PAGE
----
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New Mexico opens alternate care facility for COVID-19 patients

ALBUQUERQUE – With New Mexico hospitals facing a capacity crunch because of the coronavirus outbreak, the state on Friday opened an alternate care facility for COVID-19 patients in a renovated former hospital in Albuquerque.

The state Department of Health said the Gibson Medical Center will only serve recovering COVID-19-positive adults who don’t require acute care. The facility won’t have an emergency hospital, intensive care unit or surgical suite, the department said in a statement.

“It is strictly a step down care facility for patients referred from other providers,” department spokeswoman Marisa Maez said in an email.

Initially, the facility will use two floors to provide 25 beds for patients who need nursing care and an additional 25 beds for isolation or quarantine. An additional two floors are available to reach a maximum capacity of 180 beds, the department said.

“This facility will alleviate some of the immense pressure (on) our state health care system, which is rapidly becoming overcrowded and taxed under the shroud of this pandemic,” said Dr. Tracie C. Collins, the department’s secretary-designate.

Daily infections in New Mexico have surged to new highs in recent weeks. Health officials on Thursday reported 3,675 new positive COVID-19 tests – a daily record – with 12 related deaths. The number of hospitalizations also increased to 774 people, with 125 on ventilators.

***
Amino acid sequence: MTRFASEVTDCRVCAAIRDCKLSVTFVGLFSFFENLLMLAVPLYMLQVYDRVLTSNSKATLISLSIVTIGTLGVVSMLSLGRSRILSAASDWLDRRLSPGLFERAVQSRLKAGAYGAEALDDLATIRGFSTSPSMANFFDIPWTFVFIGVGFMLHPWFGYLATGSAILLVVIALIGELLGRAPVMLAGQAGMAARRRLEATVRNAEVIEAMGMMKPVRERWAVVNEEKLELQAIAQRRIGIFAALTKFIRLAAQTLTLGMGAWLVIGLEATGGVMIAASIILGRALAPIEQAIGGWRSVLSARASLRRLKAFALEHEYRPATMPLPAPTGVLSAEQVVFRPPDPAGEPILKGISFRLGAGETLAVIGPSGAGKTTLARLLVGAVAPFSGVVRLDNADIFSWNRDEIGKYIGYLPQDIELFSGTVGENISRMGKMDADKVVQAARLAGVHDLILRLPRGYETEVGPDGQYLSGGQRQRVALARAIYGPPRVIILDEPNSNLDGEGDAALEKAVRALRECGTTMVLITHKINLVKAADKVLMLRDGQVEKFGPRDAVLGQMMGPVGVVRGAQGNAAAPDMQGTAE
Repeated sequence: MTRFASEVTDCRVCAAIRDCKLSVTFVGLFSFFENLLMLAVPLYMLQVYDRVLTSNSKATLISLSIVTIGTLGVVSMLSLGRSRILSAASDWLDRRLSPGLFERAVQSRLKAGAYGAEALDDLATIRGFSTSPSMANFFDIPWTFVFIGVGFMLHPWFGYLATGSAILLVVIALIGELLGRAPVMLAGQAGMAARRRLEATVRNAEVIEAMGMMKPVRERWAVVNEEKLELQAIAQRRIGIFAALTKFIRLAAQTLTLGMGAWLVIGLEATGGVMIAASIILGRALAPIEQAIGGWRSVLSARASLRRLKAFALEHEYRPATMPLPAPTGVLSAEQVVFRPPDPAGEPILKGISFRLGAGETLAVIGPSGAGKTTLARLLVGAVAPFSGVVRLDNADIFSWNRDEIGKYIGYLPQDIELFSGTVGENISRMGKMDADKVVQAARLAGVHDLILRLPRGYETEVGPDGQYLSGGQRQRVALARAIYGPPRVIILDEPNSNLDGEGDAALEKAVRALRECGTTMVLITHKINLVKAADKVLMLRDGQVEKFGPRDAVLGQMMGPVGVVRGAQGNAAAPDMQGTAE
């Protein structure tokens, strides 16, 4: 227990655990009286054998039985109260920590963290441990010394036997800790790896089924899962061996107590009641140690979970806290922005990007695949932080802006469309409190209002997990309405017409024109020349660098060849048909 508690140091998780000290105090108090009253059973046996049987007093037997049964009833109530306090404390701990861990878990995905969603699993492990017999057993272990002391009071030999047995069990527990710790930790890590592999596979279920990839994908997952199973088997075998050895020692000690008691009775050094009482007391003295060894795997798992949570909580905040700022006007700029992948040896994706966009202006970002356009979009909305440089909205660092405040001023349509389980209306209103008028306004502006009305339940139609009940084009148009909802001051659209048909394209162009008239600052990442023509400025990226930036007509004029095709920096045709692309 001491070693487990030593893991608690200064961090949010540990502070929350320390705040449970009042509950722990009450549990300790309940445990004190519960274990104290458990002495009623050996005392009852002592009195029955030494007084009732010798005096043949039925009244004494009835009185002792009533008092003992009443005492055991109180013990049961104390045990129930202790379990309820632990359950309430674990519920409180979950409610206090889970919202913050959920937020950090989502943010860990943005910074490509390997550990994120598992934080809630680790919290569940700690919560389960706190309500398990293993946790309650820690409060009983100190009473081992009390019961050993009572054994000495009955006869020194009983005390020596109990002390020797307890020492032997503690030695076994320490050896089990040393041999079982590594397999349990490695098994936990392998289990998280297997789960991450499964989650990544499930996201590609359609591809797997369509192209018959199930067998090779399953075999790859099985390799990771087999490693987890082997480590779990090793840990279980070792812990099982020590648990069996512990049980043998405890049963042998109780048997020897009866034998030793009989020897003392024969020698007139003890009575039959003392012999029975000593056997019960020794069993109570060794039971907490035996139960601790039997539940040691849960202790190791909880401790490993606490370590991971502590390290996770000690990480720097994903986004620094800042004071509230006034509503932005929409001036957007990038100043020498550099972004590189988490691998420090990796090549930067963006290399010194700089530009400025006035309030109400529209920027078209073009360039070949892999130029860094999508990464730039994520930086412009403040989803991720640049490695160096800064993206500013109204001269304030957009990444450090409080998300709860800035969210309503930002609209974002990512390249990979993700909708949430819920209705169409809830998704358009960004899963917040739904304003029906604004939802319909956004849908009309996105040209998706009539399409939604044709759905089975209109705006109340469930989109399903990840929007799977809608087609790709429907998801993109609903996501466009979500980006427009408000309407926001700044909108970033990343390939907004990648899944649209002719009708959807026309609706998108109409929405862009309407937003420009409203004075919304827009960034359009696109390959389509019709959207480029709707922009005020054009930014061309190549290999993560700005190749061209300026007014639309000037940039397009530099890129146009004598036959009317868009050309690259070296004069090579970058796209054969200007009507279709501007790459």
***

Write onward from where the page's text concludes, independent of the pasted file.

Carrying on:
New Mexico as of Thursday reported a total of 74,116 cases, 5,965 hospitalizations and 1,302 deaths.

The department said it would run the alternate care facility while relying on the University of New Mexico “for additional expertise and oversight.”

Unemployed health care workers recruited to serve as temporary department employees will primarily staff the facility with augmentation by the state Medical Reserve Corps and, if needed, the New Mexico National Guard, the department said.

Officials previously said opening the facility would be difficult because of a shortage of medical staff in New Mexico and surrounding states.

The facility, which previously housed Lovelace Hospital, remained locked and unused for months after the state and the U.S. Army Corps of Engineers spent $3.6 million to renovate the building.

It is one of dozens set by the Corps across the United States.

The state signed a one-year lease to use the privately owned building for $8.6 million a year.

Like their counterparts in other states, New Mexico hospital officials have described strains from the current pace of caring for increasing numbers of COVID-19 patients. Steps taken to cope include bringing in health care workers from other states, redeploying staff from clinics and setting up inpatient units in areas where they normally wouldn’t be.